Roger Thurow, a veteran foreign correspondent for the Wall Street Journal and anti-hunger activist, will visit UGA Nov. 7 to deliver the College of Agricultural and Environmental Sciences’ D.W. Brooks Lecture at 3:30 p.m. in the UGA Center for Continuing Education.
Thurow’s work, explaining and personalizing the global challenge of feeding a growing population, explores the ways that science, trade, government policies and armed conflict all impact food scarcity and nutrition security around the world.
“Feeding the world’s growing population is perhaps the greatest global challenge of our time,” said Sam Pardue, UGA College of Agricultural and Environmental Sciences dean. “We only have limited time to develop the technologies and policies that will make it possible for the food supply and water resources to keep pace with that growth.”
The D.W. Brooks Lecture is held each year in honor of college alumnus and Gold Kist Inc. founder D.W. Brooks. The lecture will be held this year in conjunction with the D.W. Brooks Awards for Excellence, which recognize college faculty and staff who have demonstrated an extraordinary commitment to the college’s mission of research, instruction and extension.
“The D.W. Brooks Lecture is our opportunity to bring in change-makers who are having an impact on hunger and malnutrition in the real world and to inspire and challenge ourselves to meet the goal of feeding the world’s growing population by the year 2030,” said Amrit Bart, director of global programs for the college.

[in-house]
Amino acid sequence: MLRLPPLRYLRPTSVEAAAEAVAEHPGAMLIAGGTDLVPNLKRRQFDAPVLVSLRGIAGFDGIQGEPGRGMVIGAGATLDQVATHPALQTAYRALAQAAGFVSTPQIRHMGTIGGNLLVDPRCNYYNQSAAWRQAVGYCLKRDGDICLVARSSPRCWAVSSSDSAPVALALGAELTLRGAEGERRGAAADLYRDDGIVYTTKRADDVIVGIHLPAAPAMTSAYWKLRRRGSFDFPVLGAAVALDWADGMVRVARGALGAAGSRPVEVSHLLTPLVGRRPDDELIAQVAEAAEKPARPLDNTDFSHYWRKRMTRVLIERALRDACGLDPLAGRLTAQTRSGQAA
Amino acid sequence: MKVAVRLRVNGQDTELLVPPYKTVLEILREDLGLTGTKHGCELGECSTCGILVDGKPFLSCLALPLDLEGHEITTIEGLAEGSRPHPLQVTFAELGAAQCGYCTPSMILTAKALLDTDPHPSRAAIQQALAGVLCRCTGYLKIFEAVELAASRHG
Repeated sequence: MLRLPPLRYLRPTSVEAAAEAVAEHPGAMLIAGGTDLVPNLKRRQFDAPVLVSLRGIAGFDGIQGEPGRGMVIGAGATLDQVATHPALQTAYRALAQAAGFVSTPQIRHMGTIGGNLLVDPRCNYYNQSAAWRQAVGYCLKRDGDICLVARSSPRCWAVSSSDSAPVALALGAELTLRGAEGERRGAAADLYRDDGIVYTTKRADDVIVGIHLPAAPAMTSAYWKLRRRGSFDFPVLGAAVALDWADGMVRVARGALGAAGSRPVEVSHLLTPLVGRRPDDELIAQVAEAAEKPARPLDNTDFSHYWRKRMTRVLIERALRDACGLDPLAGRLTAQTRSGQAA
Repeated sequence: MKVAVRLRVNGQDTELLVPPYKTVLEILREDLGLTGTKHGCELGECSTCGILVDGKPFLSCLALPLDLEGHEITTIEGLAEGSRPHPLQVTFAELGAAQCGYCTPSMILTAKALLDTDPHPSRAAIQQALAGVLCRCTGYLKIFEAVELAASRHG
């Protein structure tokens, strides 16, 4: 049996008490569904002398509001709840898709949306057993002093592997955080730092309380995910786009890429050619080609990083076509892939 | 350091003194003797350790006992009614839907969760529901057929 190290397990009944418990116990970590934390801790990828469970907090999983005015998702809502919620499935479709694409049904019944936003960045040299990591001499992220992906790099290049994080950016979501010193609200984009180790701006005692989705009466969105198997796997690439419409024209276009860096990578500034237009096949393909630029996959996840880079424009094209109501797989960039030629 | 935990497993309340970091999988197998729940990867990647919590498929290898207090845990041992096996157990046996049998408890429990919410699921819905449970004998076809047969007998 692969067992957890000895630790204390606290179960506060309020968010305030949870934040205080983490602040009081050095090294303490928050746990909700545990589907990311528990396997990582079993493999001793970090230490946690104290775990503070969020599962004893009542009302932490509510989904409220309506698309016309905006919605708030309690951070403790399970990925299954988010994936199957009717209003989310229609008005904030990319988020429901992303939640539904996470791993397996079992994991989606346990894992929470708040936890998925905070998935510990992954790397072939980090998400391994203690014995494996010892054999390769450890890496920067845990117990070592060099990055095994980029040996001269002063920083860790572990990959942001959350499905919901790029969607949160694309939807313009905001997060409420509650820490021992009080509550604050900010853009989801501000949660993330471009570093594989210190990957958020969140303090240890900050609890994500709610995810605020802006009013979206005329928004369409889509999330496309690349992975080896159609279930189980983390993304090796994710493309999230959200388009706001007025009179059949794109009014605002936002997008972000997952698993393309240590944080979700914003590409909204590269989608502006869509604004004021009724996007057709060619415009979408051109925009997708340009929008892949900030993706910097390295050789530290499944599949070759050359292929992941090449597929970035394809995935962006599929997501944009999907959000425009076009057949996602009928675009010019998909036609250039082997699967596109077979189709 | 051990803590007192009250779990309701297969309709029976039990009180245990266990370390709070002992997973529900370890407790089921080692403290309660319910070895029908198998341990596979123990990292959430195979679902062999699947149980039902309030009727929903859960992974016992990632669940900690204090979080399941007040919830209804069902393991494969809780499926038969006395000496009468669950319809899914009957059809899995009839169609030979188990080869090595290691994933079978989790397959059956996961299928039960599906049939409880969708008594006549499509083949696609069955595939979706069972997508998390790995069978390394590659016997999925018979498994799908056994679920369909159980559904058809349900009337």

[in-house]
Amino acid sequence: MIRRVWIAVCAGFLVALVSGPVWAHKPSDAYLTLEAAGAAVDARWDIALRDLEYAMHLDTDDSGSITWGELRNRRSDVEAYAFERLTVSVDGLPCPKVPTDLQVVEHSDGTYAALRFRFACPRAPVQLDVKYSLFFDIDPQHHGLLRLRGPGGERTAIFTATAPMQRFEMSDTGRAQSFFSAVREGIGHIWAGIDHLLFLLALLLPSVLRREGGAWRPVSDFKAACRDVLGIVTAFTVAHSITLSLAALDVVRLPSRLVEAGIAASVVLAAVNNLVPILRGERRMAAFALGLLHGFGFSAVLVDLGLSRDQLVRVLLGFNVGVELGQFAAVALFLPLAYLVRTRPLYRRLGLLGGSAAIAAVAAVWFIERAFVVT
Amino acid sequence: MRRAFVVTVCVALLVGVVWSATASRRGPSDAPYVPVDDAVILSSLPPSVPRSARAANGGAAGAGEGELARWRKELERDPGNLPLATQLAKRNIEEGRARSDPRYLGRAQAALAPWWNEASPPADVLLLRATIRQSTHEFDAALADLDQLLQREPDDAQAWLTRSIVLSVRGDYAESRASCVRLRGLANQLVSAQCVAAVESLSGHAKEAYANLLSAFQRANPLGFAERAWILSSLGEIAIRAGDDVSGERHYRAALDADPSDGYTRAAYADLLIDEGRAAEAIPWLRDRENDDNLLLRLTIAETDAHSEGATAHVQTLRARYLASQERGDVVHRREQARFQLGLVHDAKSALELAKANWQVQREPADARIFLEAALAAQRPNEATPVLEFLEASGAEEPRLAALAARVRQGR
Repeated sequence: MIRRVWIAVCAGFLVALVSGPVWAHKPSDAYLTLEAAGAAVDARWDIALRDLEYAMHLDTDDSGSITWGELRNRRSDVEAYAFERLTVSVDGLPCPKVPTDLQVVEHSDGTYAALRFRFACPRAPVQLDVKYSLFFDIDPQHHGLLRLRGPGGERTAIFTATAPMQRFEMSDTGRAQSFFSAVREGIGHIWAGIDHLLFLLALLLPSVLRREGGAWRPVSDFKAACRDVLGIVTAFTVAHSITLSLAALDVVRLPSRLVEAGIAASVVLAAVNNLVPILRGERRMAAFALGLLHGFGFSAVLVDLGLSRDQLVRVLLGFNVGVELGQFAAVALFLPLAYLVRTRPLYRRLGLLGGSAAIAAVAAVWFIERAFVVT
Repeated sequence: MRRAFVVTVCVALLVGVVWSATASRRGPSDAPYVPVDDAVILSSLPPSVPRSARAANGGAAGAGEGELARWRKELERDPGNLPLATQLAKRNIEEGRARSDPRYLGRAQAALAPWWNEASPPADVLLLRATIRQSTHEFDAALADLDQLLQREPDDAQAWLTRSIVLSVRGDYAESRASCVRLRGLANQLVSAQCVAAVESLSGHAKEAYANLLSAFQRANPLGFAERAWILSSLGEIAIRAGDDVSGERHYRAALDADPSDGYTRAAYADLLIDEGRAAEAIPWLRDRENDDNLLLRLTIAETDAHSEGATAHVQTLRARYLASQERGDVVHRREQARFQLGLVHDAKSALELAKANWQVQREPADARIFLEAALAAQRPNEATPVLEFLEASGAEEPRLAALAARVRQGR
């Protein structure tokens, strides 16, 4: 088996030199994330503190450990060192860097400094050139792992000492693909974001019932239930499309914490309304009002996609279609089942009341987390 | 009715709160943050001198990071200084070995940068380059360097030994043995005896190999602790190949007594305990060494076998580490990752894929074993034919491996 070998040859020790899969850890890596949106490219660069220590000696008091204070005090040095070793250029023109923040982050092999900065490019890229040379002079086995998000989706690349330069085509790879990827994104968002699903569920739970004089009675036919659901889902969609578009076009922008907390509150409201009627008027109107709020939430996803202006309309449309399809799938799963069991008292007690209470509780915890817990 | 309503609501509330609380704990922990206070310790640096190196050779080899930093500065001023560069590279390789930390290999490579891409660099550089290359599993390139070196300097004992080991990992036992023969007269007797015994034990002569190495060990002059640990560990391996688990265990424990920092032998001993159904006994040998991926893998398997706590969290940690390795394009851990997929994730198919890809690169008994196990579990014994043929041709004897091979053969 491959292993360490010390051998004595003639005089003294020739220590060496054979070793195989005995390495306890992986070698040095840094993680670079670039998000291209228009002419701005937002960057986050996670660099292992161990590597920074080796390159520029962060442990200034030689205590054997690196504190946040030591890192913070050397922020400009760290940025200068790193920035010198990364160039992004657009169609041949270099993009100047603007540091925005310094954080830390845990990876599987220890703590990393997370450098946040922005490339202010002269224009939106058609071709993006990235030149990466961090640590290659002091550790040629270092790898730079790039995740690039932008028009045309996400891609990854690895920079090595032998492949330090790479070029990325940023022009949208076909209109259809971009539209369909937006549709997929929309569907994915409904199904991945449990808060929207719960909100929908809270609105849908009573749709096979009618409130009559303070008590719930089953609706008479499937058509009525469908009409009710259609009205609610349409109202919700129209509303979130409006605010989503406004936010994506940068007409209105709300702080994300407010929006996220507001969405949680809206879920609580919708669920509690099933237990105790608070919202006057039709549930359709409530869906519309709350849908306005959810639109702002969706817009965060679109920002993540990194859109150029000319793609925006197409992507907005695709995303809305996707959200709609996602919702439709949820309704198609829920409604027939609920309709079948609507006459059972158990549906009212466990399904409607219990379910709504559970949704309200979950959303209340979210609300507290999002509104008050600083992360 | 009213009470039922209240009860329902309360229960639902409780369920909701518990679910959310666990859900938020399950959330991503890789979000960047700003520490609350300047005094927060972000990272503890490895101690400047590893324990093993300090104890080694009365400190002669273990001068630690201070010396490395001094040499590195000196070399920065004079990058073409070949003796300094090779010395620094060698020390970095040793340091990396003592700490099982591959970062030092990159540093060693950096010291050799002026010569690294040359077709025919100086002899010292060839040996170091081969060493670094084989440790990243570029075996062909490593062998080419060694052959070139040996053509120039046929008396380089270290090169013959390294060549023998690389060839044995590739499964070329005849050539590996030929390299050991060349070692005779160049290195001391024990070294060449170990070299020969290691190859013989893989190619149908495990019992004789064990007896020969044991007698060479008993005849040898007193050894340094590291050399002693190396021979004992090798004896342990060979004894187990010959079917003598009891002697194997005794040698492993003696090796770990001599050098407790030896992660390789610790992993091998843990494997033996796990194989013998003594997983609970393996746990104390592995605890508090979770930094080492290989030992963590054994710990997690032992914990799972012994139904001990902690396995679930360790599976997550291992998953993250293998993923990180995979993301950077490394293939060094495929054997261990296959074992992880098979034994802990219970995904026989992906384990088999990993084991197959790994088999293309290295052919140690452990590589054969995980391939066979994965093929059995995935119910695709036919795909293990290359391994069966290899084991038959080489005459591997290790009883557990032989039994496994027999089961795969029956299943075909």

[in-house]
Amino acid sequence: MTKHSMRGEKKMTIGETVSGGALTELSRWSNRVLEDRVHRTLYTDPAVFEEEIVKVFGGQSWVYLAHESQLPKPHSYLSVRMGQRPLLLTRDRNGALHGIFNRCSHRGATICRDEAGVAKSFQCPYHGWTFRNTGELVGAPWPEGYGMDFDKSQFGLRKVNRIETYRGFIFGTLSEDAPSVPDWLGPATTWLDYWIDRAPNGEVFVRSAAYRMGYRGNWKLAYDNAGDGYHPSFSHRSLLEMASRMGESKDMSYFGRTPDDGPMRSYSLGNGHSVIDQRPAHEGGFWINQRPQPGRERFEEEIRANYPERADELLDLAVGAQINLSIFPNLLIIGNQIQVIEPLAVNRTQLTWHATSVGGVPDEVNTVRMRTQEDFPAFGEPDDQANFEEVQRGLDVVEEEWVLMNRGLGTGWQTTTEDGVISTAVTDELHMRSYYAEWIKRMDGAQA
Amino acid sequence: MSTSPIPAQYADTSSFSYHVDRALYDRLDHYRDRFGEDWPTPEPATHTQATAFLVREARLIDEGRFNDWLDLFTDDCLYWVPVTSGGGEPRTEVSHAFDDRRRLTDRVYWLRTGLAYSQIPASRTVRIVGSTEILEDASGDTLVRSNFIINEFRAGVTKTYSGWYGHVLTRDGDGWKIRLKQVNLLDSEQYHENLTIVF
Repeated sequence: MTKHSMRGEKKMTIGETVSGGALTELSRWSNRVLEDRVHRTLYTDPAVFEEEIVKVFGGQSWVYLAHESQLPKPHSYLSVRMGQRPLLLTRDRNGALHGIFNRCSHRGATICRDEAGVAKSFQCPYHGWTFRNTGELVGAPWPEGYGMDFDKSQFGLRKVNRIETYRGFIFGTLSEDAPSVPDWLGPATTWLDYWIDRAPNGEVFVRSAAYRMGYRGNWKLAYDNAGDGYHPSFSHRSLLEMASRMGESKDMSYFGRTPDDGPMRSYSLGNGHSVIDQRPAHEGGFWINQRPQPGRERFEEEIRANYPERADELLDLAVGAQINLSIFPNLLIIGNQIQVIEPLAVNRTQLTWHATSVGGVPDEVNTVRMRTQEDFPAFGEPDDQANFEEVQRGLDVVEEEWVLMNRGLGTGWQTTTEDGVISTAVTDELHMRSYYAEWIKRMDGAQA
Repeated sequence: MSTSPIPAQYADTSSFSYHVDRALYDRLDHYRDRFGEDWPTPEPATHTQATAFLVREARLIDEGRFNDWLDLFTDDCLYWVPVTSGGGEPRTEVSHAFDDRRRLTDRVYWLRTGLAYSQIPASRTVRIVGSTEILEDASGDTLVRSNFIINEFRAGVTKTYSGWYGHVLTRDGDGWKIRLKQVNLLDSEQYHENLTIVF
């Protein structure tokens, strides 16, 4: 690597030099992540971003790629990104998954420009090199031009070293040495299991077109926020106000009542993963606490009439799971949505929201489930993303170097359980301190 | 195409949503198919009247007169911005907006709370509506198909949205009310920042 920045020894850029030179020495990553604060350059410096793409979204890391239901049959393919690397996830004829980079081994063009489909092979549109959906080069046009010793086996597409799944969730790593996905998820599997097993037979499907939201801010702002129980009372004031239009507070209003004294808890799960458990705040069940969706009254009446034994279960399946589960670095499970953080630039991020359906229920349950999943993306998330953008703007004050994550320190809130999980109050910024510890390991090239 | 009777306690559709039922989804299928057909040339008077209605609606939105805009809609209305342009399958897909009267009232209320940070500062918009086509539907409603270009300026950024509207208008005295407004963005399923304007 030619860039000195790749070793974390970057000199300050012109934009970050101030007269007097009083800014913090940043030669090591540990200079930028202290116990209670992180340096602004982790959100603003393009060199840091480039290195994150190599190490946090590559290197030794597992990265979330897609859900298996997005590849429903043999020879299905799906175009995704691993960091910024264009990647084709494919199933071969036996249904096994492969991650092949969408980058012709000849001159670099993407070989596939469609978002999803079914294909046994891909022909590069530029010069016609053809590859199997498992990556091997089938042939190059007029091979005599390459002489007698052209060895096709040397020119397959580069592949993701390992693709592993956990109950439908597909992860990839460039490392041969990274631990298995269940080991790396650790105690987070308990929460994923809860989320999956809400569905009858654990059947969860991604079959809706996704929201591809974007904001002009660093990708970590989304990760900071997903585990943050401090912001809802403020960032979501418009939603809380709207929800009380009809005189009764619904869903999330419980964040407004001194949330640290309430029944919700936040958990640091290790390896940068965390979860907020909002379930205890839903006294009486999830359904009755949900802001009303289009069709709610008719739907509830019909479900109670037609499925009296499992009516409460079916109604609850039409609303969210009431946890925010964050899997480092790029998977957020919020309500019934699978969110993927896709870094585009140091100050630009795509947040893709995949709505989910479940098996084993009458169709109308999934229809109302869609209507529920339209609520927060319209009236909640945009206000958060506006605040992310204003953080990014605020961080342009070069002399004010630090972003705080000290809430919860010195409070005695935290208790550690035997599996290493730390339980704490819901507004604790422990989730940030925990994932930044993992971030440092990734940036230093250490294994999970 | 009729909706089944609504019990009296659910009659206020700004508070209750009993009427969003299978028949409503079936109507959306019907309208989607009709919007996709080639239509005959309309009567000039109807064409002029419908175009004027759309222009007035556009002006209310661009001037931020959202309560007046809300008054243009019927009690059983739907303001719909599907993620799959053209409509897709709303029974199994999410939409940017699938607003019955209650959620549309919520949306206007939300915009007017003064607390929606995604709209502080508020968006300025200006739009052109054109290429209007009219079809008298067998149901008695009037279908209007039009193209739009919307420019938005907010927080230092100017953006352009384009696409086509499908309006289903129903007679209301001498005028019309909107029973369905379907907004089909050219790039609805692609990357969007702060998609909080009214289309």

Thurow’s 20 years covering political conflict and famine in Europe and Africa for the Wall Street Journal fueled his interest in agricultural development and fighting hunger.
Today he serves as a senior fellow for global food and agriculture at the Chicago Council on Global Affairs, but he still sees himself primarily as a journalist and storyteller.
His coverage of famine in Africa earned him a place as finalist for the Pulitzer Prize in international reporting in 2003 and accolades from the United Nations. He has written three books on the role of food security in developing nations, the latest focusing on the stories of mothers and children across the globe during the first 1,000 days of the child’s life, a vital window when nutrition can determine a child’s health and ability.
In his talk, “1,000 Days to Change the World: Stories from the Fight to End Early Childhood Malnutrition,” Thurow will discuss what is working in the fight to end maternal and childhood malnutrition and challenges that are left to tackle.